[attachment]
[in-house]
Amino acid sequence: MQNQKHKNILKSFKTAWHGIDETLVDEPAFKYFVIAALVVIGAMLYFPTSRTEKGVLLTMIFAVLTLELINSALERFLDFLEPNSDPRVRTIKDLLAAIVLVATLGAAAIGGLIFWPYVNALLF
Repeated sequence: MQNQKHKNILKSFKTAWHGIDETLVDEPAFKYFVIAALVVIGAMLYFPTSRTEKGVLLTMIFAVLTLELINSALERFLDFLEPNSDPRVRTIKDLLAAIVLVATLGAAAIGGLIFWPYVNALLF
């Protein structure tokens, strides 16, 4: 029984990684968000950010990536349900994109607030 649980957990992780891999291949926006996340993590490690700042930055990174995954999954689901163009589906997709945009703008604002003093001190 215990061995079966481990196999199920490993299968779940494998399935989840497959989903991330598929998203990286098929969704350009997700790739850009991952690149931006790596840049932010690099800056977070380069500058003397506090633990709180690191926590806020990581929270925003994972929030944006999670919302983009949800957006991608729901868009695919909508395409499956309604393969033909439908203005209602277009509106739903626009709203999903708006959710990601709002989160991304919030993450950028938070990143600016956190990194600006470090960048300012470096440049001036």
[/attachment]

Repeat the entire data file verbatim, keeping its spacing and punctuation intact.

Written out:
[in-house]
Amino acid sequence: MQNQKHKNILKSFKTAWHGIDETLVDEPAFKYFVIAALVVIGAMLYFPTSRTEKGVLLTMIFAVLTLELINSALERFLDFLEPNSDPRVRTIKDLLAAIVLVATLGAAAIGGLIFWPYVNALLF
Repeated sequence: MQNQKHKNILKSFKTAWHGIDETLVDEPAFKYFVIAALVVIGAMLYFPTSRTEKGVLLTMIFAVLTLELINSALERFLDFLEPNSDPRVRTIKDLLAAIVLVATLGAAAIGGLIFWPYVNALLF
């Protein structure tokens, strides 16, 4: 029984990684968000950010990536349900994109607030 649980957990992780891999291949926006996340993590490690700042930055990174995954999954689901163009589906997709945009703008604002003093001190 215990061995079966481990196999199920490993299968779940494998399935989840497959989903991330598929998203990286098929969704350009997700790739850009991952690149931006790596840049932010690099800056977070380069500058003397506090633990709180690191926590806020990581929270925003994972929030944006999670919302983009949800957006991608729901868009695919909508395409499956309604393969033909439908203005209602277009509106739903626009709203999903708006959710990601709002989160991304919030993450950028938070990143600016956190990194600006470090960048300012470096440049001036």